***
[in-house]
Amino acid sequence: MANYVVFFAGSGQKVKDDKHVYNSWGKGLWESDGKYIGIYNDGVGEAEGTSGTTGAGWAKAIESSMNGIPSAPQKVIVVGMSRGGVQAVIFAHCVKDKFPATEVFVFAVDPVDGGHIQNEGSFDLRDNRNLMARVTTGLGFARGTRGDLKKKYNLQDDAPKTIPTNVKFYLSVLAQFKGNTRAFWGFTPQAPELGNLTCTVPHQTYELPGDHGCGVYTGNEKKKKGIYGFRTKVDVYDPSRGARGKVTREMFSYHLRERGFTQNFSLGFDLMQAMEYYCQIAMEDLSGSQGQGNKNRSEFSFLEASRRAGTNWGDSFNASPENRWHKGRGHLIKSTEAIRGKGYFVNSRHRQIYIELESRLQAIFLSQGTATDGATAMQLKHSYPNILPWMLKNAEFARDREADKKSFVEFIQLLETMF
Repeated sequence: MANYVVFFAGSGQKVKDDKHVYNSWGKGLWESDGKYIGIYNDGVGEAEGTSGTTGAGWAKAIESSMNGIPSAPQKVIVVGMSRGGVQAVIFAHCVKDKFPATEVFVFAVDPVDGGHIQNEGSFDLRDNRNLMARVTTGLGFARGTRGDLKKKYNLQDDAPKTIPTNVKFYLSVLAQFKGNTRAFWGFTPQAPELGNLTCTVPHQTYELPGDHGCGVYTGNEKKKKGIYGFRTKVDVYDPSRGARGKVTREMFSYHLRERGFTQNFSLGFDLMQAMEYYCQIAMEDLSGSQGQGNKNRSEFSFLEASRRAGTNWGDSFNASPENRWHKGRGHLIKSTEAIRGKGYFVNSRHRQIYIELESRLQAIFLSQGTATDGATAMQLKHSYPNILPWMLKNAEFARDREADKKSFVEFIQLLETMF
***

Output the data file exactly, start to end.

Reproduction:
[in-house]
Amino acid sequence: MANYVVFFAGSGQKVKDDKHVYNSWGKGLWESDGKYIGIYNDGVGEAEGTSGTTGAGWAKAIESSMNGIPSAPQKVIVVGMSRGGVQAVIFAHCVKDKFPATEVFVFAVDPVDGGHIQNEGSFDLRDNRNLMARVTTGLGFARGTRGDLKKKYNLQDDAPKTIPTNVKFYLSVLAQFKGNTRAFWGFTPQAPELGNLTCTVPHQTYELPGDHGCGVYTGNEKKKKGIYGFRTKVDVYDPSRGARGKVTREMFSYHLRERGFTQNFSLGFDLMQAMEYYCQIAMEDLSGSQGQGNKNRSEFSFLEASRRAGTNWGDSFNASPENRWHKGRGHLIKSTEAIRGKGYFVNSRHRQIYIELESRLQAIFLSQGTATDGATAMQLKHSYPNILPWMLKNAEFARDREADKKSFVEFIQLLETMF
Repeated sequence: MANYVVFFAGSGQKVKDDKHVYNSWGKGLWESDGKYIGIYNDGVGEAEGTSGTTGAGWAKAIESSMNGIPSAPQKVIVVGMSRGGVQAVIFAHCVKDKFPATEVFVFAVDPVDGGHIQNEGSFDLRDNRNLMARVTTGLGFARGTRGDLKKKYNLQDDAPKTIPTNVKFYLSVLAQFKGNTRAFWGFTPQAPELGNLTCTVPHQTYELPGDHGCGVYTGNEKKKKGIYGFRTKVDVYDPSRGARGKVTREMFSYHLRERGFTQNFSLGFDLMQAMEYYCQIAMEDLSGSQGQGNKNRSEFSFLEASRRAGTNWGDSFNASPENRWHKGRGHLIKSTEAIRGKGYFVNSRHRQIYIELESRLQAIFLSQGTATDGATAMQLKHSYPNILPWMLKNAEFARDREADKKSFVEFIQLLETMF